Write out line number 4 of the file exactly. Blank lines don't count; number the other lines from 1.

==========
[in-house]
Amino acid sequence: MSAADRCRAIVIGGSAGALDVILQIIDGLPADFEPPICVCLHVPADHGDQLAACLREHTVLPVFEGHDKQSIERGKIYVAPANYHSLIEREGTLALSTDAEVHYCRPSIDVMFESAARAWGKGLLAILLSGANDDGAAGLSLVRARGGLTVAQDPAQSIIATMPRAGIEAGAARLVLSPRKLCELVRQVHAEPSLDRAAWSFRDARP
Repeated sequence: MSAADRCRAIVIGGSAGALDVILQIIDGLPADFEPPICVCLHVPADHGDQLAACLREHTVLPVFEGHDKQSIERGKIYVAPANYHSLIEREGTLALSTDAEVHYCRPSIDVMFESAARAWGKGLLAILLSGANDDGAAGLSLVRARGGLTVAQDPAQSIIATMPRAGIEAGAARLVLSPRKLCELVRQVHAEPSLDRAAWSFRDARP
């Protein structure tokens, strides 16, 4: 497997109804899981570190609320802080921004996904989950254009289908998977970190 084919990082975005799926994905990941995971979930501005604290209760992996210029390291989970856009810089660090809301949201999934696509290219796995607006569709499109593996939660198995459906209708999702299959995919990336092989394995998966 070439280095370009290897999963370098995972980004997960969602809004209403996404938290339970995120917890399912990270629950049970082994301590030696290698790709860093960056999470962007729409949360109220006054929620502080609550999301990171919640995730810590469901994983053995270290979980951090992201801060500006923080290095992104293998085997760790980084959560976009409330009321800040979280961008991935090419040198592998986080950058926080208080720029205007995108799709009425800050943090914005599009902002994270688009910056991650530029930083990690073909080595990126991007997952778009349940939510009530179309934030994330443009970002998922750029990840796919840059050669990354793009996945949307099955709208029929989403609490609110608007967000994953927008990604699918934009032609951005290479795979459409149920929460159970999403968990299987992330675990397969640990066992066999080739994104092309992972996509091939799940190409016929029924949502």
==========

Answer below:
């Protein structure tokens, strides 16, 4: 497997109804899981570190609320802080921004996904989950254009289908998977970190 084919990082975005799926994905990941995971979930501005604290209760992996210029390291989970856009810089660090809301949201999934696509290219796995607006569709499109593996939660198995459906209708999702299959995919990336092989394995998966 070439280095370009290897999963370098995972980004997960969602809004209403996404938290339970995120917890399912990270629950049970082994301590030696290698790709860093960056999470962007729409949360109220006054929620502080609550999301990171919640995730810590469901994983053995270290979980951090992201801060500006923080290095992104293998085997760790980084959560976009409330009321800040979280961008991935090419040198592998986080950058926080208080720029205007995108799709009425800050943090914005599009902002994270688009910056991650530029930083990690073909080595990126991007997952778009349940939510009530179309934030994330443009970002998922750029990840796919840059050669990354793009996945949307099955709208029929989403609490609110608007967000994953927008990604699918934009032609951005290479795979459409149920929460159970999403968990299987992330675990397969640990066992066999080739994104092309992972996509091939799940190409016929029924949502």